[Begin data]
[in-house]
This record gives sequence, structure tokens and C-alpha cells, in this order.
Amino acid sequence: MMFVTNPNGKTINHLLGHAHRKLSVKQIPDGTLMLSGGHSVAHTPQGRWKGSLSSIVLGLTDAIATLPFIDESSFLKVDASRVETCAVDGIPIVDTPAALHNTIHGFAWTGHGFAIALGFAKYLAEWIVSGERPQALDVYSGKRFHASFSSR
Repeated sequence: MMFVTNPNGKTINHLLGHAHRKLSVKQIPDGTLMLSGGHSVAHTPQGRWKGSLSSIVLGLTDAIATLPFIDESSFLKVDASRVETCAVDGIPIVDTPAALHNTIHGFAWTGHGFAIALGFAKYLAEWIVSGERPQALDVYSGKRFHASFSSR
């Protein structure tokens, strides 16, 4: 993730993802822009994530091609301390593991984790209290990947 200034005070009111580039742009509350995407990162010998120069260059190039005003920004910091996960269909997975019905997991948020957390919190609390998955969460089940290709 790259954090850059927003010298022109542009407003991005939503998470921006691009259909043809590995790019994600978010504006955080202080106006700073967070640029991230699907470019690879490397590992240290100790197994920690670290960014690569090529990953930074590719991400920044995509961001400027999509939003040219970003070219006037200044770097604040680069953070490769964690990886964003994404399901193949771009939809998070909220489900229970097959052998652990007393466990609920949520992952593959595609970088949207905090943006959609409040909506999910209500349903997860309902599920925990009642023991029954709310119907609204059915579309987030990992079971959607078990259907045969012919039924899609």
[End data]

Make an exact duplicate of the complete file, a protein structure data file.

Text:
[in-house]
This record gives sequence, structure tokens and C-alpha cells, in this order.
Amino acid sequence: MMFVTNPNGKTINHLLGHAHRKLSVKQIPDGTLMLSGGHSVAHTPQGRWKGSLSSIVLGLTDAIATLPFIDESSFLKVDASRVETCAVDGIPIVDTPAALHNTIHGFAWTGHGFAIALGFAKYLAEWIVSGERPQALDVYSGKRFHASFSSR
Repeated sequence: MMFVTNPNGKTINHLLGHAHRKLSVKQIPDGTLMLSGGHSVAHTPQGRWKGSLSSIVLGLTDAIATLPFIDESSFLKVDASRVETCAVDGIPIVDTPAALHNTIHGFAWTGHGFAIALGFAKYLAEWIVSGERPQALDVYSGKRFHASFSSR
């Protein structure tokens, strides 16, 4: 993730993802822009994530091609301390593991984790209290990947 200034005070009111580039742009509350995407990162010998120069260059190039005003920004910091996960269909997975019905997991948020957390919190609390998955969460089940290709 790259954090850059927003010298022109542009407003991005939503998470921006691009259909043809590995790019994600978010504006955080202080106006700073967070640029991230699907470019690879490397590992240290100790197994920690670290960014690569090529990953930074590719991400920044995509961001400027999509939003040219970003070219006037200044770097604040680069953070490769964690990886964003994404399901193949771009939809998070909220489900229970097959052998652990007393466990609920949520992952593959595609970088949207905090943006959609409040909506999910209500349903997860309902599920925990009642023991029954709310119907609204059915579309987030990992079971959607078990259907045969012919039924899609």